I’ve been thinking recently about forms of communication that we’ve come to take for granted. Things are so ‘easy’ now with cell phones, text messages, email. Whatever we have on our minds, we can shoot off to someone, whether they are available, interested or not. Whenever I have something on my mind, I can send an email or text to my office or my kids, and then it’s their problem not mine. The problem is, there is no human being on the other end of that line. We don’t hear a voice, don’t have a conversation, don’t have to listen to what they think about it. It’s a strictly one way street, independent of time differences or convenient times. And similarly, they can answer me whether I’m awake, at home, or available, or not.
That would be great if we used text messaging the way people used telegrams when I was a child, to say “Happy Birthday!” or “Missed my flight. Be home on Tuesday.” But for an exchange between two human beings, or worse yet, to conduct a relationship, I think that email and text messages fall short. There is no exchange. It’s like shooting arrows into the other person’s backyard. There is no human touch or voice to go with the message. I know of whole romances (particularly among the young) that are conducted by text, without a single phone call.
Clearly, for no reason I fully understand, people are having a much harder time meeting each other today. The innumerable Internet dating services are testimony to that. If people were having an easy time meeting each other, the dating services wouldn’t exist at all. And I have seen that difficulty in meeting a mate/partner/companion at every age. My youngest daughter in college gets endless texts but surprisingly few calls, likewise with my older ones. Many kids today prefer urban campuses, where there is no campus life, and it’s a lot harder to meet people. Most students prefer not to live in dorms, so they are suddenly experiencing the loneliness of apartment living at a very young age. Adults are proud of being able to work at home. That means no random meeting of cute girls or guys at the fax machine or water cooler. And people in their 30’s and 40’s are finding it’s a lot harder to meet someone than it should be. And people in their 50’s and upwards are having an even tougher time. They get emails from friends, they can find almost anyone on the Internet and use an Internet dating service to meet someone, but there seems to be a lot less face to face, voice to voice contact these days. Several alumni magazines even have a personals column now. That tells you that people at every socio-economic level, with every possible kind of education, even an elite one, are having a tough time meeting people, finding a romance, or maybe even making new friends.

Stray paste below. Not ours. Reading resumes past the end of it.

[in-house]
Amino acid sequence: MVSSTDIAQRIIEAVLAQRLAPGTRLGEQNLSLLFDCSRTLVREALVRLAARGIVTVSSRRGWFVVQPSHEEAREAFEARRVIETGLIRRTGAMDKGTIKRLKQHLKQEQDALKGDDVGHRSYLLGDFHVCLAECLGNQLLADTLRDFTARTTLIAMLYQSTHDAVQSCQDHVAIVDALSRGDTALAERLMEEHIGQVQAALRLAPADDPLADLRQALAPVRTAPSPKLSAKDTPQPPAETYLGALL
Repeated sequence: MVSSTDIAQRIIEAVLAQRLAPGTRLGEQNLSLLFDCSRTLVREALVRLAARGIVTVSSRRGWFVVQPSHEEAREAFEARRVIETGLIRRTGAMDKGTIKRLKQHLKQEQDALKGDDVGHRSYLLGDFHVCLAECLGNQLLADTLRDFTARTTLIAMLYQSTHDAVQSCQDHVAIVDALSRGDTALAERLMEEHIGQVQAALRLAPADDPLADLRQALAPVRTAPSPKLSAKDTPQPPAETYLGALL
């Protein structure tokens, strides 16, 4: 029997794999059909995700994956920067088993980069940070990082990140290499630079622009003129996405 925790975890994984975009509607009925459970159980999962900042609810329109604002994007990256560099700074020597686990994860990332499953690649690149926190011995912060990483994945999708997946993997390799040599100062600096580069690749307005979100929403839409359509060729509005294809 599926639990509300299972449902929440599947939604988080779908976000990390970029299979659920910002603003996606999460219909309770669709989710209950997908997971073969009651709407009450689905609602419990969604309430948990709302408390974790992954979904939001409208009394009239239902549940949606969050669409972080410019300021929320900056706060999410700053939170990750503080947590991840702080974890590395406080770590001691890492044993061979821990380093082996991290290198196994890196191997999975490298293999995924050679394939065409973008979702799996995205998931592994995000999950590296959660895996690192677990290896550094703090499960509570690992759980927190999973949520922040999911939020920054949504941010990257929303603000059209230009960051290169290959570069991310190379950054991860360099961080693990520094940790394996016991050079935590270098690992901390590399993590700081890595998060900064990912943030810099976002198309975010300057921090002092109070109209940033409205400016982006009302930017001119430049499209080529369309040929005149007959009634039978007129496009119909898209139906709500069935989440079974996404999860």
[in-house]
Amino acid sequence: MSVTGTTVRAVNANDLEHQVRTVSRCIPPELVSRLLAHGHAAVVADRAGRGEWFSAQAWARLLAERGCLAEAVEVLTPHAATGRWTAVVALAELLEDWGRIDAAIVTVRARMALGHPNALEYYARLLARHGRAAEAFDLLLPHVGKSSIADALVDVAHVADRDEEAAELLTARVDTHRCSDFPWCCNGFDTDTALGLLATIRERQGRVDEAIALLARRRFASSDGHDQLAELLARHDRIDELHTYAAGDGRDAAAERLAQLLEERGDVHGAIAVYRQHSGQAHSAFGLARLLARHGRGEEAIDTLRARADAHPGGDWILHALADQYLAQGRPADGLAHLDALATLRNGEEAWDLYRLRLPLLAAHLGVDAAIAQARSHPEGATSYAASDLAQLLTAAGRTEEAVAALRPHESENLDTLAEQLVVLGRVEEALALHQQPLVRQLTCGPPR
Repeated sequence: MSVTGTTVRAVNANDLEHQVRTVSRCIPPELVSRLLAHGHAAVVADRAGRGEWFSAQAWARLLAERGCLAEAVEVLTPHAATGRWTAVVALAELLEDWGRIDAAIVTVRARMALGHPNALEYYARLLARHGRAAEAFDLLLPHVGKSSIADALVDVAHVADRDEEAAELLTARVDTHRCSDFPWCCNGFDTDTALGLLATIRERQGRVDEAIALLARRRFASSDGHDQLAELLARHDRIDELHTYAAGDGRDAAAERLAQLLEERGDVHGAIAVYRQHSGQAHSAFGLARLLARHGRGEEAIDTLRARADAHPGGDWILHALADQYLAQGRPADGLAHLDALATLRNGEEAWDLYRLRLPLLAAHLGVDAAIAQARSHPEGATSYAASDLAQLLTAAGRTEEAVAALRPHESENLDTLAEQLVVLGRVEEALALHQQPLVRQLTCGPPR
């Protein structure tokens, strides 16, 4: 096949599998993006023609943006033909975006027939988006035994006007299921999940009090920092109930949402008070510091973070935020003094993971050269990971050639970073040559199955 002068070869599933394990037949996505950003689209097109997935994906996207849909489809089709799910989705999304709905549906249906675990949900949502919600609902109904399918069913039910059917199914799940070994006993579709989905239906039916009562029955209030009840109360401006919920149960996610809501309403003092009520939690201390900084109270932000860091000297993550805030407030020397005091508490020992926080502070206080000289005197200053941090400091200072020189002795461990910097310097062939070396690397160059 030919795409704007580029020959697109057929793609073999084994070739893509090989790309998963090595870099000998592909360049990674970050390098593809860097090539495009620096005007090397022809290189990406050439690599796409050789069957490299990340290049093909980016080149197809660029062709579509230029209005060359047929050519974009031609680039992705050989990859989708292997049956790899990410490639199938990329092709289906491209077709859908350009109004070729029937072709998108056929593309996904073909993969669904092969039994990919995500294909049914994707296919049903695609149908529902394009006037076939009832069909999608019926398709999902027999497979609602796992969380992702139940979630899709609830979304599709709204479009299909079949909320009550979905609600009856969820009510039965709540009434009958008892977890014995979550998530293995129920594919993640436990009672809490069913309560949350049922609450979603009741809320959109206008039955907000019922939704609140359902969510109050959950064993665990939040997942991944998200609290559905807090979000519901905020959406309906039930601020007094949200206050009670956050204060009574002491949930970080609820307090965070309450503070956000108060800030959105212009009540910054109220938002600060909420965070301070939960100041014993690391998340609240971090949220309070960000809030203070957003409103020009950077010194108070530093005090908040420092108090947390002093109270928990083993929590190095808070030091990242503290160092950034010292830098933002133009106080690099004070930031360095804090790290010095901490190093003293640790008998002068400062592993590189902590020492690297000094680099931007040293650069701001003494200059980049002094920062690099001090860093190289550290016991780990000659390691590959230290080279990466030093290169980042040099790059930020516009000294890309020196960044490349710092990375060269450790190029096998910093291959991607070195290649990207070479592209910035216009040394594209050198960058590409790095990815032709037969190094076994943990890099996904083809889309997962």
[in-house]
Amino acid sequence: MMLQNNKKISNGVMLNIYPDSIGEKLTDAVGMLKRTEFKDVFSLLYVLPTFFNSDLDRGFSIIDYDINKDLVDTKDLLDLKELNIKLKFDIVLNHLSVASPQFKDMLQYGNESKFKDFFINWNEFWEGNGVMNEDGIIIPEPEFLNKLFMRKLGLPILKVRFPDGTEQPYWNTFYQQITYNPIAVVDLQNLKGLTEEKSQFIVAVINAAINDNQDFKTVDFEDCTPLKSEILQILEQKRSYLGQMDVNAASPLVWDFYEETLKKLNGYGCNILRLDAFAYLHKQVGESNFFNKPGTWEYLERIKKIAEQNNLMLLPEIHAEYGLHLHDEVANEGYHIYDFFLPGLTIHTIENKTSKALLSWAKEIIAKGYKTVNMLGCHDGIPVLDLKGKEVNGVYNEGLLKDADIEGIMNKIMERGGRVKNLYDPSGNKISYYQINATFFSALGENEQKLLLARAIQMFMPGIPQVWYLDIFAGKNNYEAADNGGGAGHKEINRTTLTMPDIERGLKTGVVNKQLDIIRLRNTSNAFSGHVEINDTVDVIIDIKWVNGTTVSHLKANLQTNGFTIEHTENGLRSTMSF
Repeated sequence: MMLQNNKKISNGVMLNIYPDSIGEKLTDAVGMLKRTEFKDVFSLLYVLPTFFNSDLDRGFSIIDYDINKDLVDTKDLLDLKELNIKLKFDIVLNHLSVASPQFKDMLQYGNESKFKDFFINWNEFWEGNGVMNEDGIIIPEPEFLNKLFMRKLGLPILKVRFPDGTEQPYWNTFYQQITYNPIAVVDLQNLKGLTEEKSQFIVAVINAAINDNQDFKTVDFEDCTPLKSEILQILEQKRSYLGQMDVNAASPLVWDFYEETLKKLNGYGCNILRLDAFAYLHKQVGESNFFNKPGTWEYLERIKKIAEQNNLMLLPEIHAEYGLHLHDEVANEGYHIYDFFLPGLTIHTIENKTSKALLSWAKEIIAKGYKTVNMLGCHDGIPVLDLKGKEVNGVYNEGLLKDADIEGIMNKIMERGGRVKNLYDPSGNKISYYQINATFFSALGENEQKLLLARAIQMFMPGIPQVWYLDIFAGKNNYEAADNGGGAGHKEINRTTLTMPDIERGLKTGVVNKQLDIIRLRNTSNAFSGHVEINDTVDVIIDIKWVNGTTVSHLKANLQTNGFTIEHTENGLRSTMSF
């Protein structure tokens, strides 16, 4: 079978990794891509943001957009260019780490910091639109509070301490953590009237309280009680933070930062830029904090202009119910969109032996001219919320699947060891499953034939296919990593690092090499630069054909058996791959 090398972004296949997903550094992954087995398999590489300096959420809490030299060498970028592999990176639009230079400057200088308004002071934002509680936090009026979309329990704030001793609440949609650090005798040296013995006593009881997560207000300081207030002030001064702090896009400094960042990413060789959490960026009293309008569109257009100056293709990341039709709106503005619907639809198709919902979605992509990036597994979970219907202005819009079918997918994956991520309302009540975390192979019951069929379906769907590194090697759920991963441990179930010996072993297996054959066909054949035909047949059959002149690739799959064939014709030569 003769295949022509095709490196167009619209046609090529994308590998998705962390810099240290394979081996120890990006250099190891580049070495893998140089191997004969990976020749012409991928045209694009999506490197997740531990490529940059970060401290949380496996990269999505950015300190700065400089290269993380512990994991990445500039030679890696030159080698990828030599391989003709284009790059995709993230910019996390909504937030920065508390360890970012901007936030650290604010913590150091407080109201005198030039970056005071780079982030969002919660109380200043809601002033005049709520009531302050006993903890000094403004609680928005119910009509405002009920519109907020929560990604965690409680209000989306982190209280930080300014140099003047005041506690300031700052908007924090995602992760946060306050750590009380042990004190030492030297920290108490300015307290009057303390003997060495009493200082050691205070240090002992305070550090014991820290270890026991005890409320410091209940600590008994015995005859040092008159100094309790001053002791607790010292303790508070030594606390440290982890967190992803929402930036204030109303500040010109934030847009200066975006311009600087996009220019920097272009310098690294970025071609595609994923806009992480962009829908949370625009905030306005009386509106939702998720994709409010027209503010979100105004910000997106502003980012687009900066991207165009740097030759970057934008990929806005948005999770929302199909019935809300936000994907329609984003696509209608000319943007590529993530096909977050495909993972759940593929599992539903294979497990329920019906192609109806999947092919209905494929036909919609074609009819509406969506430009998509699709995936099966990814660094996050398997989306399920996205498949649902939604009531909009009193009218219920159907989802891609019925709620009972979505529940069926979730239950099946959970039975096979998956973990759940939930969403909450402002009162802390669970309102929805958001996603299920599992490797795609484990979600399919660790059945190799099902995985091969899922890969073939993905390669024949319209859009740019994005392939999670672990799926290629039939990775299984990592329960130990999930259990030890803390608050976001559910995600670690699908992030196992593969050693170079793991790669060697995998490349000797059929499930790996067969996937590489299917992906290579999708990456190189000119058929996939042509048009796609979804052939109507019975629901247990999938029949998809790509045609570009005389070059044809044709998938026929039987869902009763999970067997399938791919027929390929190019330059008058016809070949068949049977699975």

I think we are losing something important here, as a result of technology. I think we are losing human contact, the pleasure of hearing someone’s voice on the phone, and a chance to chat, talk, interrupt each other and have a good laugh, or patch up a disagreement, rather than simply dropping a bomb on the other person by email or text. Sometimes the damage that causes is hard to fix. Nuclear missile by text. Effective, but sometimes disastrous. I think it’s something to watch out for — that we don’t trade expediency and convenience for something far more important: the sound of another person’s voice, their touch, and the irreplaceable look in their eyes. We forget too easily the human being on the other end of those messages. And they forget the same about us.